Research using a quantum computer as a physical platform for quantum experiments has found a way to design and characterize individual magnetic objects using quantum bits, or qubits. This opens up a new approach to developing new materials and reliable quantum computing.
“Using quantum annealing, we have demonstrated a new way to pattern magnetic states,” said Alejandro López-Bezanillo, a virtual experimenter in the Theory Division at Los Alamos National Laboratory. López-Bezanilla is the corresponding author of the study article in Achievements of science.
“We have shown that a magnetic quasi-crystalline lattice can accept states that go beyond the zero and one-bit states of classical information technology,” López-Bezanillo said. “By applying a magnetic field to a finite set of spins, we can change the magnetic landscape of a quasi-crystalline object.”
“A quasi-crystal is a structure that consists of the repetition of certain basic shapes according to rules that are different from those of ordinary crystals,” he said.
For this work with Cristianu Nisali, a theoretical physicist also at Los Alamos, the D-Wave quantum annealing computer served as a platform for conducting actual physical experiments on quasicrystals rather than simulating them. This approach “allows matter to talk to you,” López-Bezanillo said, “because instead of running computer codes, we go straight to the quantum platform and set up all the physical interactions at will.”
The ups and downs of qubits
López-Bezanillo selected 201 qubits on a D-Wave computer and connected them together to reproduce the shape of a Penrose quasicrystal.
Since Roger Penrose conceived the periodic structures that bear his name in the 1970s, no one has twisted each of their nodes to observe their behavior under the influence of a magnetic field.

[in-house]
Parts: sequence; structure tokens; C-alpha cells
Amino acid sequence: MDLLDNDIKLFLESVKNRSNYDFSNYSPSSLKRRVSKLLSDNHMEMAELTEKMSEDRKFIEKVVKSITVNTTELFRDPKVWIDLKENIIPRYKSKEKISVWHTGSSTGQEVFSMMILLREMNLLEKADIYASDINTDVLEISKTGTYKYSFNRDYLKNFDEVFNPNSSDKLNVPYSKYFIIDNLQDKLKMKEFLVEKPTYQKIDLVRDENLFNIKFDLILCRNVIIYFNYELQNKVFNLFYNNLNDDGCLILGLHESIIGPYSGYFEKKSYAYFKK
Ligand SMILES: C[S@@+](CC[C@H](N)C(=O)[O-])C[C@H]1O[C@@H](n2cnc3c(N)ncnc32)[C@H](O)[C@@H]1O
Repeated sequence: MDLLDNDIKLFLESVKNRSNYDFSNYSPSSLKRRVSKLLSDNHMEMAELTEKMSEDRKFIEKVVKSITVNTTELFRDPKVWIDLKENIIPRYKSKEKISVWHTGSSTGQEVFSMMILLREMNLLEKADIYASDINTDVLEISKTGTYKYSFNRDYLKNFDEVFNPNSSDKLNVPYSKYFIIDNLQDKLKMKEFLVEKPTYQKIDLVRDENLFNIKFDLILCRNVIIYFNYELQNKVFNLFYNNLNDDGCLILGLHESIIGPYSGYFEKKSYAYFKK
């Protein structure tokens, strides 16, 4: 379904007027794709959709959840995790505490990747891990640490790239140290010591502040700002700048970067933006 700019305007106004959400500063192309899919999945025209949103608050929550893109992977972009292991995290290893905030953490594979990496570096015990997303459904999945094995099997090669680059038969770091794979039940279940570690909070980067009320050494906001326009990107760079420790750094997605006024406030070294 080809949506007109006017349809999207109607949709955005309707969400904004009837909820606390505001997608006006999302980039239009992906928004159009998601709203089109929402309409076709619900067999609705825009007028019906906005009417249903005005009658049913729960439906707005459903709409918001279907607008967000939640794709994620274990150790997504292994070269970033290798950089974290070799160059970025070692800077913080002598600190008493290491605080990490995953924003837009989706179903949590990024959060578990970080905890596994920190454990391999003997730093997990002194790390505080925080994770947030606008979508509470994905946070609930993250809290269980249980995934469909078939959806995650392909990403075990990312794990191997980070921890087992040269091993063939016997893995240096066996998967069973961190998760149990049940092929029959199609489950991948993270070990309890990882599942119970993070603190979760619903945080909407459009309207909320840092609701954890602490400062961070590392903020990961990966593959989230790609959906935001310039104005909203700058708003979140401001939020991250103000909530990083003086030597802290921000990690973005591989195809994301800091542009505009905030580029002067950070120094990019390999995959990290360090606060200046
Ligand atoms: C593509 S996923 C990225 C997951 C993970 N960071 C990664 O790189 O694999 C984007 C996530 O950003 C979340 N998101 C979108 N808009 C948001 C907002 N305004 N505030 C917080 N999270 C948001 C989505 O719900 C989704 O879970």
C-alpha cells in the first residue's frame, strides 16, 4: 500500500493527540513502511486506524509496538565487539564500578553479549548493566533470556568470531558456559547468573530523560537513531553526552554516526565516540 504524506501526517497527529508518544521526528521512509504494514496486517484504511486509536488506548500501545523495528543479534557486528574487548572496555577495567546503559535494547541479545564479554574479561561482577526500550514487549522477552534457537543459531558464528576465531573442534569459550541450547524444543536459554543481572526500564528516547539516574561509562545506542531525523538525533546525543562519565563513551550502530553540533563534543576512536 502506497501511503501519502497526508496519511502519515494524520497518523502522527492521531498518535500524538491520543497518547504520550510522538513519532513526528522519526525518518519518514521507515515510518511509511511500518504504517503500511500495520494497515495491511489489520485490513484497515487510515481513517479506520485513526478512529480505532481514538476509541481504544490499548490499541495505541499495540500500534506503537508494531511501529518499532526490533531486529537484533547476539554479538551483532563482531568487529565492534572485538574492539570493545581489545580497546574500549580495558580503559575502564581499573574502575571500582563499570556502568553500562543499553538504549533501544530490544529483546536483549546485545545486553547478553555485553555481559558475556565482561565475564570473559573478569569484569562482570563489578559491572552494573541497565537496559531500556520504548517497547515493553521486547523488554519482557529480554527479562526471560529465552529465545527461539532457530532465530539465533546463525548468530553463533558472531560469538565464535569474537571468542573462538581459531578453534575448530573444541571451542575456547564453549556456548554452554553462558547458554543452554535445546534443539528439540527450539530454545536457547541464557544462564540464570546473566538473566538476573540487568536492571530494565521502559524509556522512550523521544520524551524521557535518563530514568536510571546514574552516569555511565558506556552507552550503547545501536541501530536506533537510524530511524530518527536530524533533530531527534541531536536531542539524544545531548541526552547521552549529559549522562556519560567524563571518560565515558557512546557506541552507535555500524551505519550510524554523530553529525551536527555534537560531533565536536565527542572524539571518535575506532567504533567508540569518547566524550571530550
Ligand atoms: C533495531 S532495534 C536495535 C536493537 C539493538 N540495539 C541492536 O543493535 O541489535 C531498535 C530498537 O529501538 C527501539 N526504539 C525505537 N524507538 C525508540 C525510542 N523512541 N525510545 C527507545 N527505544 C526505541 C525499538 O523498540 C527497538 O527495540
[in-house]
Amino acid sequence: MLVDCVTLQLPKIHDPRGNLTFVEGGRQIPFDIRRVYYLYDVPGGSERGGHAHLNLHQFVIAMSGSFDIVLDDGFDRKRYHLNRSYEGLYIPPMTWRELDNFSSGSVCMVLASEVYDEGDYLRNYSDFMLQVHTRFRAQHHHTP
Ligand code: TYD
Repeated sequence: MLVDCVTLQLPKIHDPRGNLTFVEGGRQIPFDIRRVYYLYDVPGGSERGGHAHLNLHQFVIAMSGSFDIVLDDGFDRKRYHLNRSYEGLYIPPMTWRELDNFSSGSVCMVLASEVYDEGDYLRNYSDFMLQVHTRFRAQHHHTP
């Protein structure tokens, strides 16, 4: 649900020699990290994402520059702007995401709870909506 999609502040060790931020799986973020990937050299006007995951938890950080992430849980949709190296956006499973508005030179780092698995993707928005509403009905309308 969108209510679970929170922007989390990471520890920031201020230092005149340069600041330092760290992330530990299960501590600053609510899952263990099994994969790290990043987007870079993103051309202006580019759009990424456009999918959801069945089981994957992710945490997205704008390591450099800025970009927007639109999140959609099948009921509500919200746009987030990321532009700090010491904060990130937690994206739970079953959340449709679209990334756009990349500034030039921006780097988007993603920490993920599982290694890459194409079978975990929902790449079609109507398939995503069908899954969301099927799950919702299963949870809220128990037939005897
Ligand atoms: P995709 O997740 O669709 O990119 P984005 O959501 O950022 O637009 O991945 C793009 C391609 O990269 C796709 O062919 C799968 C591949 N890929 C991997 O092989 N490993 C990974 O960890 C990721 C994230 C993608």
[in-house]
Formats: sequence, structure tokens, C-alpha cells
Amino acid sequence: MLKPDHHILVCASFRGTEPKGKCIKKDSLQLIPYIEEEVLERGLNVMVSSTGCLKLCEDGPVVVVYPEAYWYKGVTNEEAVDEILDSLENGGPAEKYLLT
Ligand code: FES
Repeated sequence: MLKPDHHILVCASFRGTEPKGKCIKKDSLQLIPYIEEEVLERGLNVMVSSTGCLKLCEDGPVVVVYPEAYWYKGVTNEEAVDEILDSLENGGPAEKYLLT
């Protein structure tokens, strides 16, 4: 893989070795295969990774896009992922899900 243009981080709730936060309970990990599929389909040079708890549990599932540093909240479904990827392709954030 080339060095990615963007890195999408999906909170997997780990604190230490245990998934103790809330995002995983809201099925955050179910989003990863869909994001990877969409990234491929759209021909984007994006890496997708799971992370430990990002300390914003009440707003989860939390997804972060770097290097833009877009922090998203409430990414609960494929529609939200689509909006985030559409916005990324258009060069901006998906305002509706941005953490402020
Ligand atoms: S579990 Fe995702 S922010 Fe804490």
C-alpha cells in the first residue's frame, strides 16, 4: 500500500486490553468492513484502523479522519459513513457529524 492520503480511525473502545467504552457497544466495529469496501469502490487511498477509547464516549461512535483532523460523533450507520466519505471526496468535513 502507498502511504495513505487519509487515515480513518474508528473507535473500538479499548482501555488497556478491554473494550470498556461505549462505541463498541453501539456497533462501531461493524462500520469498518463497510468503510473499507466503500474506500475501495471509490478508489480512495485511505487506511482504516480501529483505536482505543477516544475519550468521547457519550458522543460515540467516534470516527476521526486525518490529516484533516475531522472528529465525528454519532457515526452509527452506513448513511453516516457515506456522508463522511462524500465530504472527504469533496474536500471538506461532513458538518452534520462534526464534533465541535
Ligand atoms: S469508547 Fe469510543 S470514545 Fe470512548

“I connected the qubits so that together they reproduce the geometry of one of his quasicrystals, called P3,” said López-Bezanilla. “To my surprise, I noticed that applying specific external magnetic fields to the structure causes some qubits to exhibit both up and down orientations with equal probability, causing the P3 quasicrystal to adopt a rich variety of magnetic shapes.”
Manipulating the strength of the interaction between qubits and qubits with an external field causes the quasicrystals to arrange themselves in different magnetic structures, offering the prospect of encoding more than one bit of information in a single object.
Some of these configurations do not show a clear order of orientation of the qubits.
“This could work in our favor,” López-Bezanillo said, “because they could potentially contain a quantum quasiparticle of interest for computer science.” A spin quasiparticle is capable of carrying information that is immune to external noise.
A quasiparticle is a convenient way to describe the collective behavior of a group of fundamental elements. Properties such as mass and charge can be attributed to multiple spins moving as if they were one.